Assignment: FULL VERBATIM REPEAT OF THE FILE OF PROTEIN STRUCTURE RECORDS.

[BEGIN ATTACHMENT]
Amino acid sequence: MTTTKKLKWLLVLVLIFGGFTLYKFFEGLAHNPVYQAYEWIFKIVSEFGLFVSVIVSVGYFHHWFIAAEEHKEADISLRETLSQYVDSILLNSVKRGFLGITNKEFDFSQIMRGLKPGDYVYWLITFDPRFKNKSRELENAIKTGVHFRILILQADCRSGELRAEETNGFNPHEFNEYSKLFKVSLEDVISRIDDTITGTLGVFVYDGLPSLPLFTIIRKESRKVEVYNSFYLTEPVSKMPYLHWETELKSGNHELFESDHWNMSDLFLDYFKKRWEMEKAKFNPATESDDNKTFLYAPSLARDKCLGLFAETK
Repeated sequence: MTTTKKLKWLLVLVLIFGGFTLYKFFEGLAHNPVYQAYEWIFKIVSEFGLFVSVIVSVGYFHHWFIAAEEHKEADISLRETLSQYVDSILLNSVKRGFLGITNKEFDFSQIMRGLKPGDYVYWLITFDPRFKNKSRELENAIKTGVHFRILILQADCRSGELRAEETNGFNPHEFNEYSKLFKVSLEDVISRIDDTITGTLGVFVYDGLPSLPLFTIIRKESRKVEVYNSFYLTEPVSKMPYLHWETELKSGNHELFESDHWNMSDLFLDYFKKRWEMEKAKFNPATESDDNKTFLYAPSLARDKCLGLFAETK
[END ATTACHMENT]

Amino acid sequence: MTTTKKLKWLLVLVLIFGGFTLYKFFEGLAHNPVYQAYEWIFKIVSEFGLFVSVIVSVGYFHHWFIAAEEHKEADISLRETLSQYVDSILLNSVKRGFLGITNKEFDFSQIMRGLKPGDYVYWLITFDPRFKNKSRELENAIKTGVHFRILILQADCRSGELRAEETNGFNPHEFNEYSKLFKVSLEDVISRIDDTITGTLGVFVYDGLPSLPLFTIIRKESRKVEVYNSFYLTEPVSKMPYLHWETELKSGNHELFESDHWNMSDLFLDYFKKRWEMEKAKFNPATESDDNKTFLYAPSLARDKCLGLFAETK
Repeated sequence: MTTTKKLKWLLVLVLIFGGFTLYKFFEGLAHNPVYQAYEWIFKIVSEFGLFVSVIVSVGYFHHWFIAAEEHKEADISLRETLSQYVDSILLNSVKRGFLGITNKEFDFSQIMRGLKPGDYVYWLITFDPRFKNKSRELENAIKTGVHFRILILQADCRSGELRAEETNGFNPHEFNEYSKLFKVSLEDVISRIDDTITGTLGVFVYDGLPSLPLFTIIRKESRKVEVYNSFYLTEPVSKMPYLHWETELKSGNHELFESDHWNMSDLFLDYFKKRWEMEKAKFNPATESDDNKTFLYAPSLARDKCLGLFAETK